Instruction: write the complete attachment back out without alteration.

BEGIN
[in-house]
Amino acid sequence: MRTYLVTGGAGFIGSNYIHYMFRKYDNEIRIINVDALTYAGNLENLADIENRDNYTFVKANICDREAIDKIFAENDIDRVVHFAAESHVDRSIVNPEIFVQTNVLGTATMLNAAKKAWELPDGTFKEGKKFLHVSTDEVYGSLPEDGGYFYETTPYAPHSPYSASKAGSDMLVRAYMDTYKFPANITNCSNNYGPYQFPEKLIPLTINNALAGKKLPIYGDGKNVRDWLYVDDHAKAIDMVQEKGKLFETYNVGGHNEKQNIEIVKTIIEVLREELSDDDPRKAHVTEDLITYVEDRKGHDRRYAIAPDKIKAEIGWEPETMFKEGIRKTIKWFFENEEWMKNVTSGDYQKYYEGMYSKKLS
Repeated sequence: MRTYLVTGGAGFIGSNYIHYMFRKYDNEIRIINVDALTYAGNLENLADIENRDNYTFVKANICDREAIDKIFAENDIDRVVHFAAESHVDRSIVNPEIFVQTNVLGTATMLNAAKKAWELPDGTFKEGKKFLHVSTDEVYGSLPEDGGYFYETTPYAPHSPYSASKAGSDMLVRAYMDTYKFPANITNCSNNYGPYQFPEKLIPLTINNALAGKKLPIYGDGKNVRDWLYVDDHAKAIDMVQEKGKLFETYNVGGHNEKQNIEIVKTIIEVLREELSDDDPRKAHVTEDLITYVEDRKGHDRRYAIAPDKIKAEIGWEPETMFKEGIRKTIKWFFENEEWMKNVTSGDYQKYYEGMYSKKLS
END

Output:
[in-house]
Amino acid sequence: MRTYLVTGGAGFIGSNYIHYMFRKYDNEIRIINVDALTYAGNLENLADIENRDNYTFVKANICDREAIDKIFAENDIDRVVHFAAESHVDRSIVNPEIFVQTNVLGTATMLNAAKKAWELPDGTFKEGKKFLHVSTDEVYGSLPEDGGYFYETTPYAPHSPYSASKAGSDMLVRAYMDTYKFPANITNCSNNYGPYQFPEKLIPLTINNALAGKKLPIYGDGKNVRDWLYVDDHAKAIDMVQEKGKLFETYNVGGHNEKQNIEIVKTIIEVLREELSDDDPRKAHVTEDLITYVEDRKGHDRRYAIAPDKIKAEIGWEPETMFKEGIRKTIKWFFENEEWMKNVTSGDYQKYYEGMYSKKLS
Repeated sequence: MRTYLVTGGAGFIGSNYIHYMFRKYDNEIRIINVDALTYAGNLENLADIENRDNYTFVKANICDREAIDKIFAENDIDRVVHFAAESHVDRSIVNPEIFVQTNVLGTATMLNAAKKAWELPDGTFKEGKKFLHVSTDEVYGSLPEDGGYFYETTPYAPHSPYSASKAGSDMLVRAYMDTYKFPANITNCSNNYGPYQFPEKLIPLTINNALAGKKLPIYGDGKNVRDWLYVDDHAKAIDMVQEKGKLFETYNVGGHNEKQNIEIVKTIIEVLREELSDDDPRKAHVTEDLITYVEDRKGHDRRYAIAPDKIKAEIGWEPETMFKEGIRKTIKWFFENEEWMKNVTSGDYQKYYEGMYSKKLS